Since Rep Nick “Jobs and Economy” Mattiello has risen to the throne of speaker of the house, there seems to be a wave of pro-corporate, anti-human legislation making its way through the halls of the Marble Monolith, and quickly. The latest of these ‘improve-the-business-climate’ bills to bubble to the greasy surface of the General Assembly is Senator Daniel Da Ponte’s legislation to reduce the corporate tax rate in Rhode Island.
Frankly, I’m getting really tired of debunking the idea that reducing the corporate tax rate will do anything to revive the stagnant economy in Rhode Island but, in the immortal words of David Coverdale, “Here I go again, on my own. Going down the only road I’ve ever known.”
In a press release, dated May 6, 2014, Senate Finance Committee Chair Daniel Da Ponte says that he will introduce legislation to reduce the corporate tax rate from nine to seven percent, beginning in 2015. There are several telling – and disturbing – passages in the release. The first passage that pricked up my progressive ears and raised my journalistic hackles was this.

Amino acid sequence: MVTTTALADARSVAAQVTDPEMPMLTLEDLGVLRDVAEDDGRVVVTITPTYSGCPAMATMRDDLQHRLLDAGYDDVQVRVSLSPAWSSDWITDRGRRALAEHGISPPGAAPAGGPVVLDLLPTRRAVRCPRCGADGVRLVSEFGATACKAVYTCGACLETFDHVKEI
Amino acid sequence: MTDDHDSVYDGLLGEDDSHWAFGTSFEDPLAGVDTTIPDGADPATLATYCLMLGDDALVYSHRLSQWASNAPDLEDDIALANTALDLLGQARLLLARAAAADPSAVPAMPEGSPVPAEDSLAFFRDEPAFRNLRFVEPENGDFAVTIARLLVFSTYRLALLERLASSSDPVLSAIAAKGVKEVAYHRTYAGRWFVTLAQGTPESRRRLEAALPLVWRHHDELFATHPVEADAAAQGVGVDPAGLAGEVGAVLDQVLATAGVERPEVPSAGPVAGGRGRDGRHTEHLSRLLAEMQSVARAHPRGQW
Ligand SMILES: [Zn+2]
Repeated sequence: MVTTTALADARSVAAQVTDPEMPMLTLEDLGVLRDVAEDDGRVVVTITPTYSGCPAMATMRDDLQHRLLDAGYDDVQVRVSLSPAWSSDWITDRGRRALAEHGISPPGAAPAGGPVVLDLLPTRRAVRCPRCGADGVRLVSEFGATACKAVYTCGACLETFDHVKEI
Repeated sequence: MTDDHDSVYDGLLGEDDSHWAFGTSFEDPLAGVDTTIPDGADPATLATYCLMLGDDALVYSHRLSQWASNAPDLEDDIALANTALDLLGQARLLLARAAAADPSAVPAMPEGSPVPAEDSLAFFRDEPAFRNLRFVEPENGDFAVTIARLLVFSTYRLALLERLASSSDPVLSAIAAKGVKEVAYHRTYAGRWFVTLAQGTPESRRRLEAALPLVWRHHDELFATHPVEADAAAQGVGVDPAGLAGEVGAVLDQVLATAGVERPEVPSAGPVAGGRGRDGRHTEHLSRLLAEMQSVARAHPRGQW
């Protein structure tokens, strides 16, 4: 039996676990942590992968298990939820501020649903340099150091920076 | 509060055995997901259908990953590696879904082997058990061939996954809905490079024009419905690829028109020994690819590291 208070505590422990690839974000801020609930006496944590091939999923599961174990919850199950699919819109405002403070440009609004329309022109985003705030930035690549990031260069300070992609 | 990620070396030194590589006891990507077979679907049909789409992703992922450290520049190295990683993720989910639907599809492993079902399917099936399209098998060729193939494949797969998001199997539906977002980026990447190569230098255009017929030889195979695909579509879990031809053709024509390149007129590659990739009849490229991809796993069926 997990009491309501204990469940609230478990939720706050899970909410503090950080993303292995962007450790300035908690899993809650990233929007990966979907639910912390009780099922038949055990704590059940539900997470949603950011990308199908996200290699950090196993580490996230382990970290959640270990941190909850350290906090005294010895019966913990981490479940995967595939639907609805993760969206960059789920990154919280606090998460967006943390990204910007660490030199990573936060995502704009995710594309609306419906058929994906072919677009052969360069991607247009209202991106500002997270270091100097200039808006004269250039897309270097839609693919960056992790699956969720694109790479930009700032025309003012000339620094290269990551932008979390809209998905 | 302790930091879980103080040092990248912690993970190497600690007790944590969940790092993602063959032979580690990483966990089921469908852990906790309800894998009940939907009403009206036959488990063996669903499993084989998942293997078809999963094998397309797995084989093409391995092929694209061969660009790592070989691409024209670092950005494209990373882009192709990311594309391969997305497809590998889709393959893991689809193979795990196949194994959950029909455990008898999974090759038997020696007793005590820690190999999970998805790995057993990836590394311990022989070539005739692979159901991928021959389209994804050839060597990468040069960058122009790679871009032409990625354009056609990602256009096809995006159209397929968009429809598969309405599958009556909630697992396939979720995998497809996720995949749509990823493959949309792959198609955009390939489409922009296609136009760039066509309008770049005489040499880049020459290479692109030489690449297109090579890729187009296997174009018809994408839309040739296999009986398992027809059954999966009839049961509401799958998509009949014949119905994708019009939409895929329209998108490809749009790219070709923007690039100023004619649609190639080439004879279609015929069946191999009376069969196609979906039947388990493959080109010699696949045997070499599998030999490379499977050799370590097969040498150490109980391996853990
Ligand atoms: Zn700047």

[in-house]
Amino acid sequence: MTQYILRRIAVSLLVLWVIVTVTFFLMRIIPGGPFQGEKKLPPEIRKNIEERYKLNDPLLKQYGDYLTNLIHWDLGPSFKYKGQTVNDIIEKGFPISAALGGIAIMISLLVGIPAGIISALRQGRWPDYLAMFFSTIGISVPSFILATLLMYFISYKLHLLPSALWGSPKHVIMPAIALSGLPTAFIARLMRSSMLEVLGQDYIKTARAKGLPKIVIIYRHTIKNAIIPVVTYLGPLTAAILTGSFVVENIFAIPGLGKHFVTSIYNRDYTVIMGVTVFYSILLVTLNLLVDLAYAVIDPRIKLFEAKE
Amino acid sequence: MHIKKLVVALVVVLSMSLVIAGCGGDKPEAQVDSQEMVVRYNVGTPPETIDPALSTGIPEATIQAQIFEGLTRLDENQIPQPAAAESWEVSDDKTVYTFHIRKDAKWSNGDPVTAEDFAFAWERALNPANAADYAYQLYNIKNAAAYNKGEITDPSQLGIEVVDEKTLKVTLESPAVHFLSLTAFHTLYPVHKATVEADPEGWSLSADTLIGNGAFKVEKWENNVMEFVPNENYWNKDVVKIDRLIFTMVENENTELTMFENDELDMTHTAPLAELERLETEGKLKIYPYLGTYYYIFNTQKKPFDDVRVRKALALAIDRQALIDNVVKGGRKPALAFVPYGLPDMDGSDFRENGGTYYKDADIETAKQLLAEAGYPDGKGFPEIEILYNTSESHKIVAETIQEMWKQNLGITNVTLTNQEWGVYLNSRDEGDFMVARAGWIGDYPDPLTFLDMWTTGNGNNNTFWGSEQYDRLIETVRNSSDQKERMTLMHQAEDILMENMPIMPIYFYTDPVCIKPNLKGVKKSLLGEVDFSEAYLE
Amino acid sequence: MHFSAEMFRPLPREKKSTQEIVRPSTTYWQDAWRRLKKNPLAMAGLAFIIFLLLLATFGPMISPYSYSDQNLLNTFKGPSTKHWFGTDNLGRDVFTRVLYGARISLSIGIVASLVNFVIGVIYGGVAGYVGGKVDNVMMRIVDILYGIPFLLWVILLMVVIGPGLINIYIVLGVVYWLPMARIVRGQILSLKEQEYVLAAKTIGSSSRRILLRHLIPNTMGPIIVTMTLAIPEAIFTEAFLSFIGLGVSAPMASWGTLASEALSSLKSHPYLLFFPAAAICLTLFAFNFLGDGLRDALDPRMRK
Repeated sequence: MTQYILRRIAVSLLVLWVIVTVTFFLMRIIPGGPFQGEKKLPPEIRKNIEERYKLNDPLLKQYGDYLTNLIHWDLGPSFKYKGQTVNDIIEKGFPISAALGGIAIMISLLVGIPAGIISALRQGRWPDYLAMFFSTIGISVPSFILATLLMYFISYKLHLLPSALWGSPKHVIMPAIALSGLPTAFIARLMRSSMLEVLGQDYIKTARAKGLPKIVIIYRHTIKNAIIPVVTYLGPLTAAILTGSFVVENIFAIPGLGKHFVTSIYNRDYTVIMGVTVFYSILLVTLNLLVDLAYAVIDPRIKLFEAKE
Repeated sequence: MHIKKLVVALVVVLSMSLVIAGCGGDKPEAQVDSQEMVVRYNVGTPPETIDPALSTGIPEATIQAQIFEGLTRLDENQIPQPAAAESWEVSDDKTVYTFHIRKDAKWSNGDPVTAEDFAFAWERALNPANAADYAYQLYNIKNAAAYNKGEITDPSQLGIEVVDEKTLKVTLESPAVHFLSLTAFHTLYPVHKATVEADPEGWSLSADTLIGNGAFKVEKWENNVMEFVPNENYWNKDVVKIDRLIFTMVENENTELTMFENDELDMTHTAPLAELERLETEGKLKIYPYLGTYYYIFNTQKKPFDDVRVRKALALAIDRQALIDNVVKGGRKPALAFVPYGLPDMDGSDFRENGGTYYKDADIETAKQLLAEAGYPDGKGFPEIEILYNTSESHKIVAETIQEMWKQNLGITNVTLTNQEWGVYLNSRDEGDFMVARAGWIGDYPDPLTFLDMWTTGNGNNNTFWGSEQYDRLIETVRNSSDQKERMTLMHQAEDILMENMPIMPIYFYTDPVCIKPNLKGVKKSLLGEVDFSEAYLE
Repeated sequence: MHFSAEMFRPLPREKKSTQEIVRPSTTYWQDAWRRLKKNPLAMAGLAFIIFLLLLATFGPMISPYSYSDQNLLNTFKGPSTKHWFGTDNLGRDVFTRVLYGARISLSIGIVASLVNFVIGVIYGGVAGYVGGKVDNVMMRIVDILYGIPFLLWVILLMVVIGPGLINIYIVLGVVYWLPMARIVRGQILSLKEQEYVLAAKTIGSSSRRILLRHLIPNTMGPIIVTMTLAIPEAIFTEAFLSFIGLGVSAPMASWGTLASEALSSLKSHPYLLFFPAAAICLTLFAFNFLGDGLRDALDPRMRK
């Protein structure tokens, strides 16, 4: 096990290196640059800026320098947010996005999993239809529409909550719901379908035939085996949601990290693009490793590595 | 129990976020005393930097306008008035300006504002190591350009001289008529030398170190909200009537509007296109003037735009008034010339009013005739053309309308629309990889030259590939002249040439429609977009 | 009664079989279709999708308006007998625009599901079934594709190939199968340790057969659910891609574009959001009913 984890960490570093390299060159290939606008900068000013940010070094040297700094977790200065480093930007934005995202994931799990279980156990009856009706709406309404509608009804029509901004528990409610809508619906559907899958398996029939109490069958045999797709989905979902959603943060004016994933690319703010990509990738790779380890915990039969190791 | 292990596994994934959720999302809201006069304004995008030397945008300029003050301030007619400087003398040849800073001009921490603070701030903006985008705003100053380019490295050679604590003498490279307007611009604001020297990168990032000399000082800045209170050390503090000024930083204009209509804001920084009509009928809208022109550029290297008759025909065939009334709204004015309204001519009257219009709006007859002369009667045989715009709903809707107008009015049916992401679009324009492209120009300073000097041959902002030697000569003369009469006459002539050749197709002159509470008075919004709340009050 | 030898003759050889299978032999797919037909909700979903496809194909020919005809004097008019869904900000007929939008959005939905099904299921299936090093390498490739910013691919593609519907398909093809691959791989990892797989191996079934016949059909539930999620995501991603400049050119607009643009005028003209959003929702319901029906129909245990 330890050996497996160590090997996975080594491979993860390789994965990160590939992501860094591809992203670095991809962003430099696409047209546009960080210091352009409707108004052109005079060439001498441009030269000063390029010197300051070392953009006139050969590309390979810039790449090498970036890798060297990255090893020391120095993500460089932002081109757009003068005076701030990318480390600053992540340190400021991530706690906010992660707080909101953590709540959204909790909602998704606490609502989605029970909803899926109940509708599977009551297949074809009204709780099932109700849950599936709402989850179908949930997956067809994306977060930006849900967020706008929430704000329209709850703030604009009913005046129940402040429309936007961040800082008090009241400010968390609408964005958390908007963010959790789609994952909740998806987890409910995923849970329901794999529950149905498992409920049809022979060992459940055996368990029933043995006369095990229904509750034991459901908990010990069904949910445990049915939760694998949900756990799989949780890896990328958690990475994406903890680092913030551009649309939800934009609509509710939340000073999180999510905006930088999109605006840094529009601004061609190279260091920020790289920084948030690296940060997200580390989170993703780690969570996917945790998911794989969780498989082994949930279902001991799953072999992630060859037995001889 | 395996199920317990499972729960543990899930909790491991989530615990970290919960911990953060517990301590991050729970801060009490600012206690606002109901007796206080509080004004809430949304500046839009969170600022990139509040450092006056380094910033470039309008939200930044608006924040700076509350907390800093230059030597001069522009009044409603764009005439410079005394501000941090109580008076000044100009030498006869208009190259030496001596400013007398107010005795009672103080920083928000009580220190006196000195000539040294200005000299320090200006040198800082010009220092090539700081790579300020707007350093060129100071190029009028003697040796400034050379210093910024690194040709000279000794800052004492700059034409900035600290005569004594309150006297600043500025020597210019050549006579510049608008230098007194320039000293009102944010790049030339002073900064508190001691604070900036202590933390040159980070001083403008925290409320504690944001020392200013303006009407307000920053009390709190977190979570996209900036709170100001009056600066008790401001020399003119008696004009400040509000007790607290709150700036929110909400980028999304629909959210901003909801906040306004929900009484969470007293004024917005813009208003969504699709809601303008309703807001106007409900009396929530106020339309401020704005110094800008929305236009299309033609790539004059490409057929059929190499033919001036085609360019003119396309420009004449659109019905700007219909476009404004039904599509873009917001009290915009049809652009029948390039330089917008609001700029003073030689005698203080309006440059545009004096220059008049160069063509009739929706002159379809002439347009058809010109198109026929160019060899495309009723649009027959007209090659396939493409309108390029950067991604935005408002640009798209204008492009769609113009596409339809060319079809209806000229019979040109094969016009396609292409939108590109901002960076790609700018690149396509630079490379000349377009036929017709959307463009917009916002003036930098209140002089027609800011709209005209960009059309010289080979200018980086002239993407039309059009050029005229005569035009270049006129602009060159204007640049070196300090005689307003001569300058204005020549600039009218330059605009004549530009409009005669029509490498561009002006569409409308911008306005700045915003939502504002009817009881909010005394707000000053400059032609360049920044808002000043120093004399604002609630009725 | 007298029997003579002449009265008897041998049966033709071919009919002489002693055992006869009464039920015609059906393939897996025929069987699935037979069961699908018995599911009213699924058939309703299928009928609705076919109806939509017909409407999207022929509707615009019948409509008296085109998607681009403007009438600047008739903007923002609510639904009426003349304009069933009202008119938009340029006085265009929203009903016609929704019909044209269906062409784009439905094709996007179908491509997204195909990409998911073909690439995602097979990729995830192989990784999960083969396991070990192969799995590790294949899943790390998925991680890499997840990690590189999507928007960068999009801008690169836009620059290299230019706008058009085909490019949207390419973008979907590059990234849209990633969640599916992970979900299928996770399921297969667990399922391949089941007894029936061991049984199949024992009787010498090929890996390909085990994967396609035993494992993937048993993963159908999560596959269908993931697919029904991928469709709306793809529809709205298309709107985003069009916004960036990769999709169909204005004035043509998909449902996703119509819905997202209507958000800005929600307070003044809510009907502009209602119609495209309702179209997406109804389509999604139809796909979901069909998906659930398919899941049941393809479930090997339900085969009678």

Chairman Da Ponte developed the legislation, with assistance from the Rhode Island Public Expenditure Council, following a series of meetings with large employers from a cross section of industries.
Hmmm, meeting with “large employers.” I’m going to guess that doesn’t mean small business men and women that happen to be portly. Let’s just assume that the “largest employers” in R.I. are those that occupy the top six tax brackets. According to the R.I. Division of Taxation, there are 2,144 businesses in those six brackets. I don’t want to downplay the importance of these large businesses on our economy, but on the other hand there are 47,555 businesses in the bottom two tax brackets. I’m no economist, but it seems to me that if one wanted to have a significant and broad impact on businesses across the state, one would focus their attention on the most significant and broadest swath of businesses, that is, small businesses.
I’m going to write the next sentence in bold caps so that everyone understands the situation, and, yes, I am “internet yelling.”